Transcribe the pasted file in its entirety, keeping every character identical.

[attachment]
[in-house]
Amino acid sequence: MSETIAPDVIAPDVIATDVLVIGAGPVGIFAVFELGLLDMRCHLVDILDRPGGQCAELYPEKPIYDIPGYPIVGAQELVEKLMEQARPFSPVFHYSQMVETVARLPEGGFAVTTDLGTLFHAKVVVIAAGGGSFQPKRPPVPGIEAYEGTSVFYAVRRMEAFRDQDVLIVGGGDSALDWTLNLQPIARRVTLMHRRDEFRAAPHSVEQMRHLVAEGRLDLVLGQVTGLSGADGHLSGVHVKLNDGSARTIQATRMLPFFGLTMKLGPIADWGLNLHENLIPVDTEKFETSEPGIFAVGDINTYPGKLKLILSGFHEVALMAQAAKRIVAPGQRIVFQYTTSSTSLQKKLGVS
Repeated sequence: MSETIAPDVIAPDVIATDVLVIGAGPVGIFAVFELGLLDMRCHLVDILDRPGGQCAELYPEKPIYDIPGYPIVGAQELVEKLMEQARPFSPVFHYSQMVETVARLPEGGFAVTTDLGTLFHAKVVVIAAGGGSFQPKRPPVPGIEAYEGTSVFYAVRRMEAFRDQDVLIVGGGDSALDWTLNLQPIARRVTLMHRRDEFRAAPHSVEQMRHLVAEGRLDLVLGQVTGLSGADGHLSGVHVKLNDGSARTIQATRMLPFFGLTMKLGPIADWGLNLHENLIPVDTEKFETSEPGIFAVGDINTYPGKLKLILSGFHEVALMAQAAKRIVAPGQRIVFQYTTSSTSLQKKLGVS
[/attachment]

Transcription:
[in-house]
Amino acid sequence: MSETIAPDVIAPDVIATDVLVIGAGPVGIFAVFELGLLDMRCHLVDILDRPGGQCAELYPEKPIYDIPGYPIVGAQELVEKLMEQARPFSPVFHYSQMVETVARLPEGGFAVTTDLGTLFHAKVVVIAAGGGSFQPKRPPVPGIEAYEGTSVFYAVRRMEAFRDQDVLIVGGGDSALDWTLNLQPIARRVTLMHRRDEFRAAPHSVEQMRHLVAEGRLDLVLGQVTGLSGADGHLSGVHVKLNDGSARTIQATRMLPFFGLTMKLGPIADWGLNLHENLIPVDTEKFETSEPGIFAVGDINTYPGKLKLILSGFHEVALMAQAAKRIVAPGQRIVFQYTTSSTSLQKKLGVS
Repeated sequence: MSETIAPDVIAPDVIATDVLVIGAGPVGIFAVFELGLLDMRCHLVDILDRPGGQCAELYPEKPIYDIPGYPIVGAQELVEKLMEQARPFSPVFHYSQMVETVARLPEGGFAVTTDLGTLFHAKVVVIAAGGGSFQPKRPPVPGIEAYEGTSVFYAVRRMEAFRDQDVLIVGGGDSALDWTLNLQPIARRVTLMHRRDEFRAAPHSVEQMRHLVAEGRLDLVLGQVTGLSGADGHLSGVHVKLNDGSARTIQATRMLPFFGLTMKLGPIADWGLNLHENLIPVDTEKFETSEPGIFAVGDINTYPGKLKLILSGFHEVALMAQAAKRIVAPGQRIVFQYTTSSTSLQKKLGVS